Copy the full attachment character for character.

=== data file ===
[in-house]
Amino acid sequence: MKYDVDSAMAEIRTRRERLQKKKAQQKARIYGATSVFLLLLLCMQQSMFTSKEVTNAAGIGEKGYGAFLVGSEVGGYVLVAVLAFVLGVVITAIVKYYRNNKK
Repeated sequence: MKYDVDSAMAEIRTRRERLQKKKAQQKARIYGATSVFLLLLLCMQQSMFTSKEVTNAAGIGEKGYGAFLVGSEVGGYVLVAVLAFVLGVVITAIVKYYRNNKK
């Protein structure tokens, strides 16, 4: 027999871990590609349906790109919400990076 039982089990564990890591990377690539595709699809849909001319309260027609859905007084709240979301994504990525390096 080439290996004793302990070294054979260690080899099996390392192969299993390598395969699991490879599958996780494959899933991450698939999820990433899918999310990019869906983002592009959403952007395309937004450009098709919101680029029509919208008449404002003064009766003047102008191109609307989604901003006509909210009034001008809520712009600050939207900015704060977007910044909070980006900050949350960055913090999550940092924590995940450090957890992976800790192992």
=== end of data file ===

[in-house]
Amino acid sequence: MKYDVDSAMAEIRTRRERLQKKKAQQKARIYGATSVFLLLLLCMQQSMFTSKEVTNAAGIGEKGYGAFLVGSEVGGYVLVAVLAFVLGVVITAIVKYYRNNKK
Repeated sequence: MKYDVDSAMAEIRTRRERLQKKKAQQKARIYGATSVFLLLLLCMQQSMFTSKEVTNAAGIGEKGYGAFLVGSEVGGYVLVAVLAFVLGVVITAIVKYYRNNKK
């Protein structure tokens, strides 16, 4: 027999871990590609349906790109919400990076 039982089990564990890591990377690539595709699809849909001319309260027609859905007084709240979301994504990525390096 080439290996004793302990070294054979260690080899099996390392192969299993390598395969699991490879599958996780494959899933991450698939999820990433899918999310990019869906983002592009959403952007395309937004450009098709919101680029029509919208008449404002003064009766003047102008191109609307989604901003006509909210009034001008809520712009600050939207900015704060977007910044909070980006900050949350960055913090999550940092924590995940450090957890992976800790192992």